Nursing & Health Sciences

Useful Article Databases

There are many database useful for topics in Community Health.  CINAHL is one, but don't forget to try others, especially if you're not finding what you need in CINAHL. 

Troubleshooting Searches

Too few articles:

  • Check for typos and spelling. Consider using both American and British spellings (eg. behaviour or behavior).
  • Remove long phrases.
  • Make sure you're using a database that is likely to include information on your topic.
  • Try using other synonyms and alternate words joined by the Boolean Operator 'OR' (e.g. aboriginal or indigenous or First Nations).
  • Check your Boolean logic.  Are you using 'AND' when you should be using 'OR'?
  • If you have found at least one good article, look at the references of this article to find other related articles OR use the 'Find citing' or 'Find related' buttons when available in the databases.

Too many articles:

  • Add another concept to your searching using the Boolean operator 'AND'.
  • Add Limits (e.g. Peer Reviewed, Date of Publication, Language, Publication Type, etc.).
  • Check your Boolean logic. Are you using 'OR' when you should be using 'AND'?
  • When Keyword searching, try searching just in the Title field. This is not recommended for all searches, as you will eliminate relevant articles that don't have those keywords in the title, but it will likely find a few articles to get you started.
  • If you're searching in a database that covers all subjects (e.g. Academic Search Elite, Web of Knowledge), look for a database that is subject specific.

Keyword Searching Tips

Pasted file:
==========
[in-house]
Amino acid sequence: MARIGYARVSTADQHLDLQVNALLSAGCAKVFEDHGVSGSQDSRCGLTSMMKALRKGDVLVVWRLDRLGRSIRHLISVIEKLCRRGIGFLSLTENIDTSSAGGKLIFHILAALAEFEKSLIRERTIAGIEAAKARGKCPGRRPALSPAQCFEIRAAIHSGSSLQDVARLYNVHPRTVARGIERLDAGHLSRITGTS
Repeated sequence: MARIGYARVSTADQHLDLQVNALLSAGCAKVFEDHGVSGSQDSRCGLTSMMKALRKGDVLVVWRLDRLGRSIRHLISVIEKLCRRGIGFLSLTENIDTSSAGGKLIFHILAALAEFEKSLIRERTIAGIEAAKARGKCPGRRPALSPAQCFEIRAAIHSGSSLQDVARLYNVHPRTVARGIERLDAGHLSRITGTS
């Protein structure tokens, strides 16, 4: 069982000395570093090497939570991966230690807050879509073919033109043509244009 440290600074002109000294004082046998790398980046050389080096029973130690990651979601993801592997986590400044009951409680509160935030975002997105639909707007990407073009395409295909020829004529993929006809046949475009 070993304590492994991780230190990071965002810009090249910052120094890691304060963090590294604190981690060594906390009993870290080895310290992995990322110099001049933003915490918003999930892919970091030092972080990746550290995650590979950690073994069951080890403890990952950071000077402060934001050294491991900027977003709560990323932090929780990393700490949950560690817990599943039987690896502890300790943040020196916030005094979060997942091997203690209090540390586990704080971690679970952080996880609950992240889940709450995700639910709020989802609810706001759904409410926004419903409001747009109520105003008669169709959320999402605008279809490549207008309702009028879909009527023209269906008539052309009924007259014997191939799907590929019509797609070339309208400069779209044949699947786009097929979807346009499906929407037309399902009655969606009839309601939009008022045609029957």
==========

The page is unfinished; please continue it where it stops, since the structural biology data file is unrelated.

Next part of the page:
Keyword searching - With a keyword search you look for a word, no matter where that word appears. If you like, you can specify that the word be in a particular field (e.g. the title, author, or subject), but it can be in any position (beginning, middle, or end).

  • Think of other words which express the same concepts as those you're looking for.  Keep in mind that the system searches for the exact letters you type, and not the general ideas they express. The system doesn't think. So you have to plan for single and plural, more specific and more general terms, nouns, adjectives, and verbs, etc.

    For example, for the topic 'Community programs for the prevention of social isolation in seniors in Canada'', keywords to consider may include:
Social Isolation
older adults
older persons
  • To search for a phrase many databases require quotations marks around the words. Otherwise, the database assumes an AND between the words and will search for them seperately. Keep in mind every database is different so you should check the HELP section to see how that database searches phrases.

    Eg. "social isolation"
  • Truncation and wildcards are used to find variations of words.

    Truncation will find any ending for the root of a word. The truncation symbol in most journal databases is the asterisk *.

    E.g. program* will find program or programs or programmes

    Wildcards are used within a word, to represent any letter. In CINAHL the wildcard symbol is #. 

    E.g. p#ediatric will find pediatric or paediatric
  • Combining Keywords

When you use AND, you are specifying that both terms must be found in every item found

E.g. program* and "social isolation" and elder* and canad*

When you use OR, you are specifying that items have either of the terms, but not necessarily both. Use an OR between synonymous or similar terms for a concept.

E.g. elder* or "older adults" or aged

Some databases provide search forms (usually in an Advanced search screen) so that you don't need to type in AND or OR. For those that don't, you need to place parentheses around those terms that have OR between them.

E.g. (program* or intervention*) and ("social isolation") and (elder* or "older adults" or aged) and (canad* or ontario* or toronto*)

Narrowing your results

Check the database for ways to limit your results to:

  • Language – e.g. English
  • Publication Type e.g. Empirical study, case study
  • Scholarly articles/Peer Reviewed articles
  • Date range

Check the record where your search terms matched. The best matches for topics are in fields like Subject or Title. Search specific fields if there is an Advanced or Expert search option.